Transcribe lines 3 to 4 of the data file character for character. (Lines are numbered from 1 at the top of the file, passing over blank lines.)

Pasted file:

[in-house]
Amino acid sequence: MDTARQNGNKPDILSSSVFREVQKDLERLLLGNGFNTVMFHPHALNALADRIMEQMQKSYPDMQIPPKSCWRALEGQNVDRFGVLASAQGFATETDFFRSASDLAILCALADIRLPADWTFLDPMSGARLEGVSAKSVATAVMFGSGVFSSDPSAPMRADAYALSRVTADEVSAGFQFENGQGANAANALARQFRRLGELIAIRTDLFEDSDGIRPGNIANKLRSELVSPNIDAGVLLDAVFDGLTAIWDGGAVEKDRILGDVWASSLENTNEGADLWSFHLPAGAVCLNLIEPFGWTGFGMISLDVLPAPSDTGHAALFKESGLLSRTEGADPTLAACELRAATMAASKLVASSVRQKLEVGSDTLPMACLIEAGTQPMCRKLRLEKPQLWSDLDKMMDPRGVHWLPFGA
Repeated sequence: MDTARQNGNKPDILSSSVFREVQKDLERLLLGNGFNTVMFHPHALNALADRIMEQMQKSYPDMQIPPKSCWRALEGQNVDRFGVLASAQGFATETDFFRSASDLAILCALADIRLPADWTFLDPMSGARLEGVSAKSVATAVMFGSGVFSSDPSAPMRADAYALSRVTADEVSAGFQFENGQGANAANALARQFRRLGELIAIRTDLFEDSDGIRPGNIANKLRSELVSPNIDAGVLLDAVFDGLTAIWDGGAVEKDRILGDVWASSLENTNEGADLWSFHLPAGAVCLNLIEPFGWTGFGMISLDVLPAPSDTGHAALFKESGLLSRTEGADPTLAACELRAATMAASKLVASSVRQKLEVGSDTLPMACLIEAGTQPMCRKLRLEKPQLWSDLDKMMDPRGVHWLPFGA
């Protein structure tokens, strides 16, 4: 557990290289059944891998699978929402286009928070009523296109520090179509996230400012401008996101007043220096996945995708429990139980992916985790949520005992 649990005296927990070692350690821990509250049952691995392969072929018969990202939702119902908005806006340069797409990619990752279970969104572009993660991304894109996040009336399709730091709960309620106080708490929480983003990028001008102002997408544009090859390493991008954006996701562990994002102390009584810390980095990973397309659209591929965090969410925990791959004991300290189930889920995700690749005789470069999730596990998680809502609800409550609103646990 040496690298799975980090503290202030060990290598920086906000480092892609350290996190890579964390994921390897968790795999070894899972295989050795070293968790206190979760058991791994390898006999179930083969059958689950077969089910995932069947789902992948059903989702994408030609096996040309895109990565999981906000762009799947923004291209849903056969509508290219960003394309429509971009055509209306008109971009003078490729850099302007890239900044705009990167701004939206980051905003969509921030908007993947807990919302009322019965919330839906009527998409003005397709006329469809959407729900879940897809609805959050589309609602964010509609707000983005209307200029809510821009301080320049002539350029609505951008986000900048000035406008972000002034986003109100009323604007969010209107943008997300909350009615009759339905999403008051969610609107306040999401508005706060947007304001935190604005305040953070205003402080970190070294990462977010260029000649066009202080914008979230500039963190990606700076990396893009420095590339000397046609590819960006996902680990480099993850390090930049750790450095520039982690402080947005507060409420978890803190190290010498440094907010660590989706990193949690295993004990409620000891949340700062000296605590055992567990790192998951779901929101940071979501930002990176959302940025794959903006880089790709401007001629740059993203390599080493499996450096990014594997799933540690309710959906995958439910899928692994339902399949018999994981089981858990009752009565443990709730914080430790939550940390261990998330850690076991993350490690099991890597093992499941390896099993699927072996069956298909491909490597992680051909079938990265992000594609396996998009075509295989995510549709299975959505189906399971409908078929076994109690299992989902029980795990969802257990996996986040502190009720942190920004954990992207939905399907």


Repeated sequence: MDTARQNGNKPDILSSSVFREVQKDLERLLLGNGFNTVMFHPHALNALADRIMEQMQKSYPDMQIPPKSCWRALEGQNVDRFGVLASAQGFATETDFFRSASDLAILCALADIRLPADWTFLDPMSGARLEGVSAKSVATAVMFGSGVFSSDPSAPMRADAYALSRVTADEVSAGFQFENGQGANAANALARQFRRLGELIAIRTDLFEDSDGIRPGNIANKLRSELVSPNIDAGVLLDAVFDGLTAIWDGGAVEKDRILGDVWASSLENTNEGADLWSFHLPAGAVCLNLIEPFGWTGFGMISLDVLPAPSDTGHAALFKESGLLSRTEGADPTLAACELRAATMAASKLVASSVRQKLEVGSDTLPMACLIEAGTQPMCRKLRLEKPQLWSDLDKMMDPRGVHWLPFGA
């Protein structure tokens, strides 16, 4: 557990290289059944891998699978929402286009928070009523296109520090179509996230400012401008996101007043220096996945995708429990139980992916985790949520005992 649990005296927990070692350690821990509250049952691995392969072929018969990202939702119902908005806006340069797409990619990752279970969104572009993660991304894109996040009336399709730091709960309620106080708490929480983003990028001008102002997408544009090859390493991008954006996701562990994002102390009584810390980095990973397309659209591929965090969410925990791959004991300290189930889920995700690749005789470069999730596990998680809502609800409550609103646990 040496690298799975980090503290202030060990290598920086906000480092892609350290996190890579964390994921390897968790795999070894899972295989050795070293968790206190979760058991791994390898006999179930083969059958689950077969089910995932069947789902992948059903989702994408030609096996040309895109990565999981906000762009799947923004291209849903056969509508290219960003394309429509971009055509209306008109971009003078490729850099302007890239900044705009990167701004939206980051905003969509921030908007993947807990919302009322019965919330839906009527998409003005397709006329469809959407729900879940897809609805959050589309609602964010509609707000983005209307200029809510821009301080320049002539350029609505951008986000900048000035406008972000002034986003109100009323604007969010209107943008997300909350009615009759339905999403008051969610609107306040999401508005706060947007304001935190604005305040953070205003402080970190070294990462977010260029000649066009202080914008979230500039963190990606700076990396893009420095590339000397046609590819960006996902680990480099993850390090930049750790450095520039982690402080947005507060409420978890803190190290010498440094907010660590989706990193949690295993004990409620000891949340700062000296605590055992567990790192998951779901929101940071979501930002990176959302940025794959903006880089790709401007001629740059993203390599080493499996450096990014594997799933540690309710959906995958439910899928692994339902399949018999994981089981858990009752009565443990709730914080430790939550940390261990998330850690076991993350490690099991890597093992499941390896099993699927072996069956298909491909490597992680051909079938990265992000594609396996998009075509295989995510549709299975959505189906399971409908078929076994109690299992989902029980795990969802257990996996986040502190009720942190920004954990992207939905399907």